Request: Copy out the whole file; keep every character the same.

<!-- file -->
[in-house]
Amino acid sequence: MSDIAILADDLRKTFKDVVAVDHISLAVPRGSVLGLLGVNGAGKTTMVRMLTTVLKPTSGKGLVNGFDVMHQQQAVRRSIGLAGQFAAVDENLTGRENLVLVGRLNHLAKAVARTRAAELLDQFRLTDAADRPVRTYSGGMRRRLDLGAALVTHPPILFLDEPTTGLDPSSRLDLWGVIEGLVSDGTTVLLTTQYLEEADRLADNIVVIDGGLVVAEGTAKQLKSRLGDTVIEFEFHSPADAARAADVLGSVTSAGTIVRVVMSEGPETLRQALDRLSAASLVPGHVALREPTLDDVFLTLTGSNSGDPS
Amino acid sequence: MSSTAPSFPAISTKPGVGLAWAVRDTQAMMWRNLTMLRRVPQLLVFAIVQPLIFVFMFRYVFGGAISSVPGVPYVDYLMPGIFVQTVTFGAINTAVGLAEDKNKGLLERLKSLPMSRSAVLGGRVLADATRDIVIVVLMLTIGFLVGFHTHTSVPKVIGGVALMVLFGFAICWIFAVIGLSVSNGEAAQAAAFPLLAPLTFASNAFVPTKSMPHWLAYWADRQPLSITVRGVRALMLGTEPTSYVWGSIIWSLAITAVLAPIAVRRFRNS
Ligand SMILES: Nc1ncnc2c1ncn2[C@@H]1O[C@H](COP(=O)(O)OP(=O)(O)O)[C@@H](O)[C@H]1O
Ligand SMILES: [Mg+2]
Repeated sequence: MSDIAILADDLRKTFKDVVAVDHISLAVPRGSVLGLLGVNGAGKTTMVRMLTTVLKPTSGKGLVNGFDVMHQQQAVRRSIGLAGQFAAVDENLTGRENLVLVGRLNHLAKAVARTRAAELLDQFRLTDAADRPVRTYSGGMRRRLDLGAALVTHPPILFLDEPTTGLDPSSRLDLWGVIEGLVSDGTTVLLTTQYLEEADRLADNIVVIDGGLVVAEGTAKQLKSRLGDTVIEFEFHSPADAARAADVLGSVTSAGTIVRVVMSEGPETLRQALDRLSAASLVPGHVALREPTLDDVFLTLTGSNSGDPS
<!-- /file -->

[in-house]
Amino acid sequence: MSDIAILADDLRKTFKDVVAVDHISLAVPRGSVLGLLGVNGAGKTTMVRMLTTVLKPTSGKGLVNGFDVMHQQQAVRRSIGLAGQFAAVDENLTGRENLVLVGRLNHLAKAVARTRAAELLDQFRLTDAADRPVRTYSGGMRRRLDLGAALVTHPPILFLDEPTTGLDPSSRLDLWGVIEGLVSDGTTVLLTTQYLEEADRLADNIVVIDGGLVVAEGTAKQLKSRLGDTVIEFEFHSPADAARAADVLGSVTSAGTIVRVVMSEGPETLRQALDRLSAASLVPGHVALREPTLDDVFLTLTGSNSGDPS
Amino acid sequence: MSSTAPSFPAISTKPGVGLAWAVRDTQAMMWRNLTMLRRVPQLLVFAIVQPLIFVFMFRYVFGGAISSVPGVPYVDYLMPGIFVQTVTFGAINTAVGLAEDKNKGLLERLKSLPMSRSAVLGGRVLADATRDIVIVVLMLTIGFLVGFHTHTSVPKVIGGVALMVLFGFAICWIFAVIGLSVSNGEAAQAAAFPLLAPLTFASNAFVPTKSMPHWLAYWADRQPLSITVRGVRALMLGTEPTSYVWGSIIWSLAITAVLAPIAVRRFRNS
Ligand SMILES: Nc1ncnc2c1ncn2[C@@H]1O[C@H](COP(=O)(O)OP(=O)(O)O)[C@@H](O)[C@H]1O
Ligand SMILES: [Mg+2]
Repeated sequence: MSDIAILADDLRKTFKDVVAVDHISLAVPRGSVLGLLGVNGAGKTTMVRMLTTVLKPTSGKGLVNGFDVMHQQQAVRRSIGLAGQFAAVDENLTGRENLVLVGRLNHLAKAVARTRAAELLDQFRLTDAADRPVRTYSGGMRRRLDLGAALVTHPPILFLDEPTTGLDPSSRLDLWGVIEGLVSDGTTVLLTTQYLEEADRLADNIVVIDGGLVVAEGTAKQLKSRLGDTVIEFEFHSPADAARAADVLGSVTSAGTIVRVVMSEGPETLRQALDRLSAASLVPGHVALREPTLDDVFLTLTGSNSGDPS